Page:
A total of 49,740 children are benefiting from the supplementary feeding programme across the country. The programme is vital to reducing malnutrition, and enriched foods provide vulnerable children the nutrients they need to thrive.



Malnutrition rates in Sierra Leone are among the highest in the world and the leading cause of child mortality in the country. In partnership with the Government of Sierra Leone, WFP is supporting malnourished children from the poorest households through a supplementary feeding programme, reaching 49,740 children across the country.  


07/21/2014 - 19:57

While malnutrition is treatable, the disease can cause irreversible damage to the physical and mental development of a child. Children affected by malnutrition get sick more frequently and are less productive as adults.

The latest assessment in Burkina Faso, carried out by WFP in 2013, revealed a Global Acute Malnutrition (GAM) rate of 8.2 percent, with levels reaching 14 percent in some regions.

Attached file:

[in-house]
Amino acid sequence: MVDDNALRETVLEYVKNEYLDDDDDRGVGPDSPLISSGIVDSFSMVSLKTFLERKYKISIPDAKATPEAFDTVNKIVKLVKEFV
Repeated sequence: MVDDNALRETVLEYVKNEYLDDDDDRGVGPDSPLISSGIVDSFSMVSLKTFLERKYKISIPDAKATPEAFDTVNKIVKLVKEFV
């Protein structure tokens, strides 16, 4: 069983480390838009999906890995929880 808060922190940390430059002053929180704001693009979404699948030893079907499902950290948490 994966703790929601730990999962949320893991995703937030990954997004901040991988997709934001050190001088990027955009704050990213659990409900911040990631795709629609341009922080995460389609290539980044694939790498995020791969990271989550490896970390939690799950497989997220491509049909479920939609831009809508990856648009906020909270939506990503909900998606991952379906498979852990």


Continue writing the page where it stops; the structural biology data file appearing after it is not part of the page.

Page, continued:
Due to high levels of malnutrition, nearly one in three children suffers from growth retardation. Eight in ten are anemic, as are more than half of pregnant women. Women deficient in iron face a high risk of dying during childbirth and may give birth to a child that will not reach the age of five.

Since 2013, WFP supports government efforts to prevent and treat moderate acute malnutrition. These interventions are carried out in collaboration with the Ministry of Health through health centers and NGOs, to the benefit of vulnerable groups in seven of the twelve regions of the country where levels of acute malnutrition and household food insecurity are high.